Several approaches to collecting 1967 Canadian Centennial medals

100th anniversary of Confederation sparked several hundred different medallions in Canada
Published : 03/04/16
Text Size

Guest Commentary from the March 14, 2016, issue of Coin World:

The basic theme expressed in Pierre Burton’s book titled 1967: The Last Good Year could also be applied to the collecting of medallions issued in Canada. During the 1960s, collectors were still experiencing a period in numismatic history that was a continuation of the roaring 1950s of coin collecting that resulted from post-war prosperity. During this time, medallions and trade dollar tokens were beginning to become more popular to commemorate events or increase tourism.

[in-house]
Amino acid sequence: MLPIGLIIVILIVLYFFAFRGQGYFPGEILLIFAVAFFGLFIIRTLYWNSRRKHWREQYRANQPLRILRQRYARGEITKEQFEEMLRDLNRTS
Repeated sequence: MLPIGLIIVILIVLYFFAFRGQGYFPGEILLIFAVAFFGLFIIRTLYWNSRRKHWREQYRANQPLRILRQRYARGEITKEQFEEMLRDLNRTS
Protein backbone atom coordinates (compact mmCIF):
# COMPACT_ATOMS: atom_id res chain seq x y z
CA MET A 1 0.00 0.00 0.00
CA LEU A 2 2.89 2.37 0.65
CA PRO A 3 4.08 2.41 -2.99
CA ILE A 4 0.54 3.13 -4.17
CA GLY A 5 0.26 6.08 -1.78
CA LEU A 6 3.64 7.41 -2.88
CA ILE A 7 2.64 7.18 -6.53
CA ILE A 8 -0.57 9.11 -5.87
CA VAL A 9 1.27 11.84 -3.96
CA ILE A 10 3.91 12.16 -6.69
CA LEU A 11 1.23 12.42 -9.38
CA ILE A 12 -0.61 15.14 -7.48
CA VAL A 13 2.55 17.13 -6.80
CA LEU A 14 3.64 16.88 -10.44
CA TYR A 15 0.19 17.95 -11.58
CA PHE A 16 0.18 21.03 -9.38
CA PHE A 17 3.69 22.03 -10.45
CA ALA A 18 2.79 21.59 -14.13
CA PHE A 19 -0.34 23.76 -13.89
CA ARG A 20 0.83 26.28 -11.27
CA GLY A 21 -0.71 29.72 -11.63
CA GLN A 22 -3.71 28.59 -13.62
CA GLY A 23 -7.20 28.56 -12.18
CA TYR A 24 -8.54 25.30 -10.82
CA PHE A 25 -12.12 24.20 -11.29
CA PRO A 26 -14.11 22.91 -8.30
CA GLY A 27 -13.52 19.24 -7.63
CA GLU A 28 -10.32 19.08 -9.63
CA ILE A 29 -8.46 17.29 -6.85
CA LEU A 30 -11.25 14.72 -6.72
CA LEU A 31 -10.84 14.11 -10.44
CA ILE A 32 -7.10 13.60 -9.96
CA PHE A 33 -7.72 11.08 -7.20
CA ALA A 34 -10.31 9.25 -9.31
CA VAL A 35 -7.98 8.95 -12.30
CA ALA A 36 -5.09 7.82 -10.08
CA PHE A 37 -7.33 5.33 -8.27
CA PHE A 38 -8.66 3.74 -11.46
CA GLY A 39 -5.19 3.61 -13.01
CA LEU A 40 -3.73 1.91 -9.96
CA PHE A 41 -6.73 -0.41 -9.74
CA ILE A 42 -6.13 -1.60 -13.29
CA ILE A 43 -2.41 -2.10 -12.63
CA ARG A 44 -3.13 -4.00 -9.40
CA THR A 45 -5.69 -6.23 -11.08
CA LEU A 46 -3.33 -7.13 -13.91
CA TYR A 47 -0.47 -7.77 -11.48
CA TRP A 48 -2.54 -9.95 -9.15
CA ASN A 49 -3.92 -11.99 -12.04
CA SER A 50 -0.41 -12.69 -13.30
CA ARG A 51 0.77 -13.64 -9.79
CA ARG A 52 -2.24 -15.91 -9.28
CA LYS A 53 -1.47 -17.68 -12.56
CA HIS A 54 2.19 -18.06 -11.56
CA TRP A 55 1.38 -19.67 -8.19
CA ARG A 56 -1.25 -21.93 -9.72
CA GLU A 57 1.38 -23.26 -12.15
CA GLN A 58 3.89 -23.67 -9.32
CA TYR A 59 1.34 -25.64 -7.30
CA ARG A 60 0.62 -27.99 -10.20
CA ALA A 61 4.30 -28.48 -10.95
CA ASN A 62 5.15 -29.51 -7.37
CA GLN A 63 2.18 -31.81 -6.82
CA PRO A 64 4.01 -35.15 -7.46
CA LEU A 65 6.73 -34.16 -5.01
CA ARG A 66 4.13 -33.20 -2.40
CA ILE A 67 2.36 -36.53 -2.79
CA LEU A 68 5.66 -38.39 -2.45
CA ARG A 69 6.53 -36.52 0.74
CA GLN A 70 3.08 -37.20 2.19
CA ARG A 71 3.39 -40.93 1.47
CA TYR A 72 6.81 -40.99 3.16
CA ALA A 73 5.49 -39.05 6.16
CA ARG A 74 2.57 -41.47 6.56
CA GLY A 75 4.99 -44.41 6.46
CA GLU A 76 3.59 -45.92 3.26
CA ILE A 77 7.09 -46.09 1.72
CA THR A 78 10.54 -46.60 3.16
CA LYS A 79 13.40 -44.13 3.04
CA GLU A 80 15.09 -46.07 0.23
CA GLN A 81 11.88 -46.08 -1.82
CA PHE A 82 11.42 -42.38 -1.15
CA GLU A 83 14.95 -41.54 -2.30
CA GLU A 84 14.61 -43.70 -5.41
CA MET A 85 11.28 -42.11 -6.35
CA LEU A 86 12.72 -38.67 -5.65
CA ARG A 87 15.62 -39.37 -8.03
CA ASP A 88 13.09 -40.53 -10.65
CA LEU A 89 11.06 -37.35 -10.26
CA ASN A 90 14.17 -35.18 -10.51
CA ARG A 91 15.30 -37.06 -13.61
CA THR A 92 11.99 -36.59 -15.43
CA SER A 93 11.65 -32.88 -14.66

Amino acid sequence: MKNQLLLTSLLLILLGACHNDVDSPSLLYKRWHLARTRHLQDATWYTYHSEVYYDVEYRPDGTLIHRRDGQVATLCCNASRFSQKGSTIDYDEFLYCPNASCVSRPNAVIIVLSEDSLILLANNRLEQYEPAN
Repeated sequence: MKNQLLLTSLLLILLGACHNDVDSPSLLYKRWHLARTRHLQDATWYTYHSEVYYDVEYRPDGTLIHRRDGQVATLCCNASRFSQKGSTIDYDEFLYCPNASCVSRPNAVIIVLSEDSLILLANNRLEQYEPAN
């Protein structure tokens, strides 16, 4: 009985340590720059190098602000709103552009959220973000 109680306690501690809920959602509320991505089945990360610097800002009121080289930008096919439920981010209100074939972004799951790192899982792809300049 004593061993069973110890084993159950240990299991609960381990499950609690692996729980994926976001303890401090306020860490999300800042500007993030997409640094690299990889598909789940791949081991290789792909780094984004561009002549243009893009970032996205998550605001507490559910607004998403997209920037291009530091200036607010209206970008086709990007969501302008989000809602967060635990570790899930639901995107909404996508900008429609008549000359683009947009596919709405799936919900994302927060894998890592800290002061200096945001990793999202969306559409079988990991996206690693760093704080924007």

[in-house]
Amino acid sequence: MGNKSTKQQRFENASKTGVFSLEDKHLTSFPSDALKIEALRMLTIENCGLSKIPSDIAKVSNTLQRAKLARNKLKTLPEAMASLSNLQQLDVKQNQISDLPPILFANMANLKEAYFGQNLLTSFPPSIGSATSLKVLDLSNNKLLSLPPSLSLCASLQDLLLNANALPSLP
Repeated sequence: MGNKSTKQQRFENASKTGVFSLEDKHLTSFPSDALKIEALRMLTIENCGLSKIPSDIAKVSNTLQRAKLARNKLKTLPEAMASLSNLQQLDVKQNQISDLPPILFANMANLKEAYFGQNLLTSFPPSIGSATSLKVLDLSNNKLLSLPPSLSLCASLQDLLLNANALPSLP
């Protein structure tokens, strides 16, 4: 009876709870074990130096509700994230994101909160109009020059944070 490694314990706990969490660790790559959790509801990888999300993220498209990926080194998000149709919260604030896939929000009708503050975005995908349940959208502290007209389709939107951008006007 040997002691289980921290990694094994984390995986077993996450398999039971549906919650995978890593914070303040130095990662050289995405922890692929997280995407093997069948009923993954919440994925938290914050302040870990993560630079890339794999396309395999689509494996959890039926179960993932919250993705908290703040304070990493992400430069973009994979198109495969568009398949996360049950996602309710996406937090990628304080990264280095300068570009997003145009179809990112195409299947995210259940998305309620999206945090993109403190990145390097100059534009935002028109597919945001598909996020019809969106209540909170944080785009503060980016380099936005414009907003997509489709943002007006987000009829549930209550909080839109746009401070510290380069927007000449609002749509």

The production of medallions peaked during 1967 in Canada as the nation celebrated its 100th anniversary of Confederation (becoming its own country separate from the British Colonies). This year witnessed production of several hundred different medallions in Canada, and there hasn’t been another year in Canada’s history that was so prolific.

Connect with Coin World:  

This is my 24th year collecting Canadian Centennial medals and I’m still adding pieces I thought I would never find, including medallions that no collectors have heard of before. 

These medallions are a piece of history that together tell a unique story during this great year in Canadian medallion production! 

Get our free report:  How to Invest in Rare Coins

One can collect for 1967 Canadian medals in three specialty areas.

‘Purist’ Centennial collector 

The “purist” 1967 Centennial collector is one who only collects issues with the Centennial symbol on it (11 equilateral triangles forming a maple leaf, which represents all 10 provinces and one territory of the time period). Some will go further and allow an issue with 1867-1967 on it with a Canadian reference also. 

You are signed in as:null

Please sign in or join to share your thoughts on this story

No comments yet